Professor Michael Basker is professor of Russian Literature and Head of the School of Modern Languages. His interests include 19th- and 20th-century literature and his specialism is Russian poetry, particularly that of Pushkin and the major Symbolist and post-Symbolist poets of the early 20th century.
Q. What projects are you currently working on?
At the moment, I’m writing an article on a novel by Andrei Bely, the Russian Symbolist writer. It’s the most experimental of his works. I’m looking at what Bely was trying to do in portraying psychology from a more modern point of view.
This is meant to be part of a larger project on Russian Symbolism (although that may not happen). I’m also writing a book on poetry and power, including the power with which poetry is invested in Russian culture.
Q. What first attracted you to studying the Arts?
At school, I had to make a serious choice at the age of about 14 or 15 as to which A-levels I wanted to take. I had to choose between Russian and Maths; I wanted to take both but wasn’t allowed to. I chose Russian because the language, with its different alphabet and grammar, fascinated me. You see the world quite differently through the prism of another language and, in that respect,it’s probably quite similar to Maths. What persuaded me to take Russian in the end was the literature, but the language came first.
Q. How did you come to work in the Arts as a career?
Probably by accident! It was the result of a series of choices; first between Russian and Maths A-levels, choosing to study Russian and French at university, then dropping French as I had a bad French teacher. I had the chance to go to Russia for a year during my undergraduate degree, which was really unusual at the time – only six students in the country were given the chance to do it through the British Council scholarship programme. My visa came through later than everyone else’s, so when I arrived in Russia, I was pretty much on my own and was left to my own devices. I had to write a dissertation, too, so I read and read. I only got into reading Russian poetry by accident. I was limited by what was on the shelves of the university library and, as this was during the Soviet era, certain books were off-limits. I learned Russian by reading what was available. And because I had supervisions discussing the meanings of different words, I got into very detailed reading.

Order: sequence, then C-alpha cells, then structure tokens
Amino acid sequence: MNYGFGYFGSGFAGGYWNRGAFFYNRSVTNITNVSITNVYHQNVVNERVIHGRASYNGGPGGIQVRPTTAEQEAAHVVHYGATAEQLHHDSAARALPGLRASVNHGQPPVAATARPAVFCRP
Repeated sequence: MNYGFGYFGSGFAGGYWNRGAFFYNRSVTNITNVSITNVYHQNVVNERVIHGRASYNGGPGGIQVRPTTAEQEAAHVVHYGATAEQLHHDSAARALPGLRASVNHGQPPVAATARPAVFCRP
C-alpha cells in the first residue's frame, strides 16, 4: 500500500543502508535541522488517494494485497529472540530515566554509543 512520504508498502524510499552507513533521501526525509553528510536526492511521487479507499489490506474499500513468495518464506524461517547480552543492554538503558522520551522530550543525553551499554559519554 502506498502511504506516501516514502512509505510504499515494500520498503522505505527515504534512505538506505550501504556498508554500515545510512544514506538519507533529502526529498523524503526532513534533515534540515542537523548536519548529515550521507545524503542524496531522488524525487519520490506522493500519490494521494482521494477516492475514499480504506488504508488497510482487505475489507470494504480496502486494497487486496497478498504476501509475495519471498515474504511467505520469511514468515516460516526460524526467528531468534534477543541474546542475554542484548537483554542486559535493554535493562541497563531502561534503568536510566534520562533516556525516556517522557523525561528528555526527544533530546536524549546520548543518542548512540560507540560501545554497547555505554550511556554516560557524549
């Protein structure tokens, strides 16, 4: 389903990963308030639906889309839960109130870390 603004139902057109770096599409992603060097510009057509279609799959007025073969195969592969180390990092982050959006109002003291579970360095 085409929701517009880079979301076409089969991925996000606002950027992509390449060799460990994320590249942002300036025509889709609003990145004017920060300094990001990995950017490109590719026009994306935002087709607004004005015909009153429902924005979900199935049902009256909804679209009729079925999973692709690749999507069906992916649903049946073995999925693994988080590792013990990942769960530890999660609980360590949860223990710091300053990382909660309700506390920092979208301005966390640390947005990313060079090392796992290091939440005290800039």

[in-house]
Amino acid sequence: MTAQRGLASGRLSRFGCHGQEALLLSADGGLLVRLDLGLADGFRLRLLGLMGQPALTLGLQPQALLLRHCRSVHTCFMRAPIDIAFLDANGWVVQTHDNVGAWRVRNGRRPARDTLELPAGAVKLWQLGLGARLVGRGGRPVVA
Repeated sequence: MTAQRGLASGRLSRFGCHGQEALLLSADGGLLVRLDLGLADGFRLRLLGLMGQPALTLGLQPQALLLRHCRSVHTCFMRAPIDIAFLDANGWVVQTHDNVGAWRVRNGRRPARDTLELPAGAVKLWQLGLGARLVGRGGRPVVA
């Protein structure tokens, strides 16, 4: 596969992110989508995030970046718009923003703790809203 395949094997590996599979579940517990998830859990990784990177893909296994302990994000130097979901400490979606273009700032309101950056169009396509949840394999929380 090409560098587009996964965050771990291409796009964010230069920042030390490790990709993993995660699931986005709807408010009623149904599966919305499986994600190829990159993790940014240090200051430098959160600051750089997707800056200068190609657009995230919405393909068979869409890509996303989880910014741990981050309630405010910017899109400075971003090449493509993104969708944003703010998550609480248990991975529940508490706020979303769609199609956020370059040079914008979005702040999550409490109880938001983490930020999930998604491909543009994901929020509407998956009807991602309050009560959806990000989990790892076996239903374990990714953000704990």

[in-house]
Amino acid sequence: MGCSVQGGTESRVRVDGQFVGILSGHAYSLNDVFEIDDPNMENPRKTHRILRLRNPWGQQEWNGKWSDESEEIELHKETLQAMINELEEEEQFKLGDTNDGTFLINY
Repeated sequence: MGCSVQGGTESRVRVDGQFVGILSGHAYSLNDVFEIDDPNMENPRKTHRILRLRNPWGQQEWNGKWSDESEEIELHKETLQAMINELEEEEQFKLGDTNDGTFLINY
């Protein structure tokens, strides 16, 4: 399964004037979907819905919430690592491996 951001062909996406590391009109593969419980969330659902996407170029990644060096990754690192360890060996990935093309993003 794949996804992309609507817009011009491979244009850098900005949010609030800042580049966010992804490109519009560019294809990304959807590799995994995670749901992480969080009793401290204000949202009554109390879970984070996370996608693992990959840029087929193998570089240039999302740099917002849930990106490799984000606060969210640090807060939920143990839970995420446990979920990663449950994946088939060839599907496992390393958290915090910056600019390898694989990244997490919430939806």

As to how I ended up going down the academic route, I wanted to stay in the field of Russian, but was fed up of being an undergraduate. Both my tutors and I took it for granted that I would do research; so I did.
Q. What advice do you have for anyone thinking about studying in the Arts?
If you feel attracted to working in an area, I would say do it; it’s immensely rewarding. And do it for its own sake. It enriches your own being – your mental life and even your spiritual life. Perhaps that’s egotistical, but I think people should be asking the big questions in our society. Final year undergraduates could be going on to do anything, but they find that, for example, studying Zhivago’s search for meaning has enriched their lives. So go for it!
Q. If you could be any fictional character, who would you be and why?
Any Karamazov brother, as they’re all different from me. One’s spiritual, one’s passionate, one’s more rigorously intellectual than I am. But really, I’d rather be a Russian poet. I would like to be Bryusov, the leader of the Russian Symbolists. I think he’s absolutely fascinating: poetry was the centre of culture before the Revolution, and Bryusov was a centre for that. So I’d have the chance to see interesting people and to interact with them.
Michael Basker's lecture, Death-defying magic: Languages, poetry and the search for sense, is on Thursday 20 October at 6 pm, in the Reception Room, Wills Memorial Building, Queen's Road, BS8 1RJ. View full details on our programme or visit our booking facility via the link below to reserve a free place.
To find out more about Michael Basker, visit his academic webpage.